Disciplinary organizing principles can be theorized and expressed using the concepts of specialization codes and specialization plane from Legitimation Code Theory (LCT). But these organizing principles do not necessarily recognize or validate a plurality of ways of being, knowing and doing, or knowledges. Further, acknowledging and clarifying the ways in which knowledge and knowers are specialized within the disciplines does not necessarily invite students and lecturers to question the extent to which they maintain or change a socially unjust status quo. Chapter 3 poses the question of whether we can change the university by considering the extent to which our dominant and valued practices reinforce exclusive, limited participation in higher education and society by reproducing knowledges and knowers that maintain, rather than challenge, the status quo. Using another concept from LCT, the epistemic–pedagogic device, this chapter looks at how curricula are designed through the choices lecturers and curriculum designers make about what the valid basis for success is, and is not. The analysis and discussion show you how the deeper logics and organizing principles of your own curriculum can be uncovered, theorized, and reimagined. Making different choices can create genuinely plural, diverse spaces for socially just teaching and learning.
Chapter 4: Enabling cumulative learning: Teaching students to surf waves of meaning
Chapter 4 begins with a problem many lecturers grapple with: many students’ tendency to break knowledge and related knowing, doing and being practices into pieces, often aligned with learning for tests or completing assignments. The most common result of this segmentation of the whole of meaning captured within a curriculum is the undermining of students’ ultimate transformation into different kinds of skilled, knowledgeable, professional graduates. This is echoed in comments across industry in different countries about graduates lacking, particularly, forms of professionalism or valued ways of acting in and adapting to working environments. Rather than addressing these complaints with generic graduate attributes, this chapter argues that teaching needs to enable cumulative learning, where students are able to see and create meaningful connections between parts of the curriculum, between different modules within a degree programme, and between their academic and eventual professional or vocational contexts. This chapter uses the concepts of semantic profiles and semantic waves from Legitimation Code Theory to help you theorize the ways in which knowledge and learning can be both contextualized and abstracted from contexts, and that both kinds of meanings are vital for successful learning. Achieving this requires meaning making practices that connect knowledge with ways of knowing, doing and being to create a whole that is greater than the sum of the parts.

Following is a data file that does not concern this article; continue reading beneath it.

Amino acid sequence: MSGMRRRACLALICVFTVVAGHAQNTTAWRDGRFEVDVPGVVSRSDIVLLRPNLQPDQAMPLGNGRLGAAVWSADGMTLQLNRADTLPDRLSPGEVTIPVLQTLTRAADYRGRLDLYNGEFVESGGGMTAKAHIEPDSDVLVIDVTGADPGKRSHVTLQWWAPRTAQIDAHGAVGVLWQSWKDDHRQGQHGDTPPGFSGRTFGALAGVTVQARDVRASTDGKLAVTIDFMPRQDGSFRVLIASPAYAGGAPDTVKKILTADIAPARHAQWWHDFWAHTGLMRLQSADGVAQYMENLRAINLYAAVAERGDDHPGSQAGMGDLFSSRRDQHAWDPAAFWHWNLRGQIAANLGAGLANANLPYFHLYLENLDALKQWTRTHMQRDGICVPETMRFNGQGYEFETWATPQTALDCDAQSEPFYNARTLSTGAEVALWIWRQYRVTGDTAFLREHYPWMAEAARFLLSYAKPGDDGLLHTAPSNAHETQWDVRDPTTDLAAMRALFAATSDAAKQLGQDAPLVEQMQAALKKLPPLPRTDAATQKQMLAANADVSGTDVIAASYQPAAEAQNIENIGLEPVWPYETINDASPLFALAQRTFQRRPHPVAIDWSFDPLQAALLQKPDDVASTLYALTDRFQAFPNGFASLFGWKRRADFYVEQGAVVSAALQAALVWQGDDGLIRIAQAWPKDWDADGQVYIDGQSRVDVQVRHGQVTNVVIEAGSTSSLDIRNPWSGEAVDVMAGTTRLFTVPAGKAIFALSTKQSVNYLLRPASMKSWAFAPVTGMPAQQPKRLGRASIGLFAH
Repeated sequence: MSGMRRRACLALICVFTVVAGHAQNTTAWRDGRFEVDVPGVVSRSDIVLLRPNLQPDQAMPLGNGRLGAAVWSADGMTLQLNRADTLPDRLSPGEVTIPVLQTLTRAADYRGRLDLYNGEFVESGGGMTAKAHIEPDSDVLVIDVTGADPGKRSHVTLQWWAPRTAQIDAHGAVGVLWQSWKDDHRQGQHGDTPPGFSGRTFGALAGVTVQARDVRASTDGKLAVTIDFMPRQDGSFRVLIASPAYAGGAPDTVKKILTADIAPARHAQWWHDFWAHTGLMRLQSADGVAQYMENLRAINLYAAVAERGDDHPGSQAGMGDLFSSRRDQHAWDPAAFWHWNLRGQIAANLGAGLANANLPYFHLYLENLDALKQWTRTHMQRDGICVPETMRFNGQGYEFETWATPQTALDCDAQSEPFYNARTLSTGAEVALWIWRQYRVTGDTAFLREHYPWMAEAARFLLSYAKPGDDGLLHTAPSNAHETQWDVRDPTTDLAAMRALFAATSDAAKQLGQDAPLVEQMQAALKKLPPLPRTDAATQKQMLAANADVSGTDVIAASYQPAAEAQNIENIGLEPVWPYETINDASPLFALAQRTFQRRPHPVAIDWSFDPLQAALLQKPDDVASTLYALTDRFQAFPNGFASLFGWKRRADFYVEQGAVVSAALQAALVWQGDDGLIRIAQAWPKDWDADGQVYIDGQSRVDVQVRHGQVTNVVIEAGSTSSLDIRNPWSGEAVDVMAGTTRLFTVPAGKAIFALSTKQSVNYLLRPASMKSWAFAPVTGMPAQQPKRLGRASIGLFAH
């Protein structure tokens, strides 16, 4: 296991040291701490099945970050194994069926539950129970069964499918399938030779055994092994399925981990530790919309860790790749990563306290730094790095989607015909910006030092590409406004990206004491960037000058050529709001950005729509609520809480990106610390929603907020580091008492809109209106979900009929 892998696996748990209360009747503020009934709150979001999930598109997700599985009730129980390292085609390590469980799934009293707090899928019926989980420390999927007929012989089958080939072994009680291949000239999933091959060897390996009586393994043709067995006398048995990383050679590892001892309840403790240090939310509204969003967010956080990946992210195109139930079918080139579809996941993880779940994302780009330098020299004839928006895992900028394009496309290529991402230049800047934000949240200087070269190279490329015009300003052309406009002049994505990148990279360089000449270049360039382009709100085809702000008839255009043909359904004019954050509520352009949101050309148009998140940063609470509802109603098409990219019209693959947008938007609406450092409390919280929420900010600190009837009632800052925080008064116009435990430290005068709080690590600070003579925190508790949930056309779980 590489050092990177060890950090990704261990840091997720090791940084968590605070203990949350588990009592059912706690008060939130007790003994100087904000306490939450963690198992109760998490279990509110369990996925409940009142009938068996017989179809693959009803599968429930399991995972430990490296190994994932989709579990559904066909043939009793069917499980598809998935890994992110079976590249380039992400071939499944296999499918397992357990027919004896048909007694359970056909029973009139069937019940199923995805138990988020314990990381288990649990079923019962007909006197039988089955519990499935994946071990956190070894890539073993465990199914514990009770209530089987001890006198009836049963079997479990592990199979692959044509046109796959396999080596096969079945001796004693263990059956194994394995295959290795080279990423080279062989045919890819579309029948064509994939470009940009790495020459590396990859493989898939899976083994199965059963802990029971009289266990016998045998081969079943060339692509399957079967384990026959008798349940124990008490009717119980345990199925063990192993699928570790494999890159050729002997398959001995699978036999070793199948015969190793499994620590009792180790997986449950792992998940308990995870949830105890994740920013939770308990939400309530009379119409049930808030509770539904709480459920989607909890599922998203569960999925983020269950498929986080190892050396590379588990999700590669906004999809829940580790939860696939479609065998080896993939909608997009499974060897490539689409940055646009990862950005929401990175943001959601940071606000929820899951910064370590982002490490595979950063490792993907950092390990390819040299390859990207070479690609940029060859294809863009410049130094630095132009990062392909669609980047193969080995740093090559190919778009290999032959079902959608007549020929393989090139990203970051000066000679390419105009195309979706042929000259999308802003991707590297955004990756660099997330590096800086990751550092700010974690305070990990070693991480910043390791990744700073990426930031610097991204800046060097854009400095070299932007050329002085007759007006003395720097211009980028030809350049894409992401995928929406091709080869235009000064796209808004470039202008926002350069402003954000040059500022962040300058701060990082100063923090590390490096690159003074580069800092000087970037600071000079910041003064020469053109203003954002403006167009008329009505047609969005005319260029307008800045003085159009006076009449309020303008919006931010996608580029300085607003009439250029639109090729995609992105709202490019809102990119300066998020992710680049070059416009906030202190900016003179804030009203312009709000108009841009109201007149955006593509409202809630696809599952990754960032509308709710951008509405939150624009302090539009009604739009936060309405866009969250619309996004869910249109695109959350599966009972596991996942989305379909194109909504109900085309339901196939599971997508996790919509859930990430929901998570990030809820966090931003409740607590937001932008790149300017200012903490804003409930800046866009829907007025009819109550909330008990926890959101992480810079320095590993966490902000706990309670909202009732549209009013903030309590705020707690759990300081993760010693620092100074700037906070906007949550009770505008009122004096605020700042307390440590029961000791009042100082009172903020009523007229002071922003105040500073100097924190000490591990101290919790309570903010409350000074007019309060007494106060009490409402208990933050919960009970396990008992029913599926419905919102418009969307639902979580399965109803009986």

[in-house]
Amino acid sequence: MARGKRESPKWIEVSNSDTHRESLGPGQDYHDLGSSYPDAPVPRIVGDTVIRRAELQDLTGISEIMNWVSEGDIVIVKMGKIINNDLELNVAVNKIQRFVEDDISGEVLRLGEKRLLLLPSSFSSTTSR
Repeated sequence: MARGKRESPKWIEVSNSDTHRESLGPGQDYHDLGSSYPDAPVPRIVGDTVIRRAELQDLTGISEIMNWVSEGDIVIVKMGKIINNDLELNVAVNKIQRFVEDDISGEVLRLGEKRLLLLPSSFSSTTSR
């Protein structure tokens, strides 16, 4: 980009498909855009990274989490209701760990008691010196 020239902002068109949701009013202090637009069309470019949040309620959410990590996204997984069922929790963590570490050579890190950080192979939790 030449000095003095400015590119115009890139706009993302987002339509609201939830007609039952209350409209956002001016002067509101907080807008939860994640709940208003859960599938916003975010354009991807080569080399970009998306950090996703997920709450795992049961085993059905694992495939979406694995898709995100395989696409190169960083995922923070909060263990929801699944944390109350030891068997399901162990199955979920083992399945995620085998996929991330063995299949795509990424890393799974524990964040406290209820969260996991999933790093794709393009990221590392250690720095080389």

Chapter 5: ‘Show me what you’ve learned’: Guiding cumulative assessment practice
Assessment in higher education places a premium for success on students’ ability to work out kinds of literacy practices lecturers require them to enact and respond in specialized ways. Yet, literacy practices such as reading, writing and thinking are too often considered to be outside of the remit of disciplinary teaching and learning. Chapter 5 uses the dimension of Semantics from Legitimation Code Theory to explore the connections between disciplinary literacy practices, specialized knowledge and ways of knowing, and the social (disciplinary) contexts in which meanings are made. This chapter uses examples of assessment tasks from the natural and social sciences to unpack the ways in which students’ thinking and writing work in response to the assignments is specialized by the knowledge they are working with, and by the ways of knowing, doing and being that specialize knowers in the discipline. The argument here is that, whether they are able to do so on their own or are able to work with academic developers, disciplinary lecturers need to make the ways of thinking and writing about knowledge an overt part of their curriculum and teaching practice. This chapter shows you how to develop a more complex and nuanced understanding of success for your students as related to the success acquisition and enactment of their disciplinary literacy practices.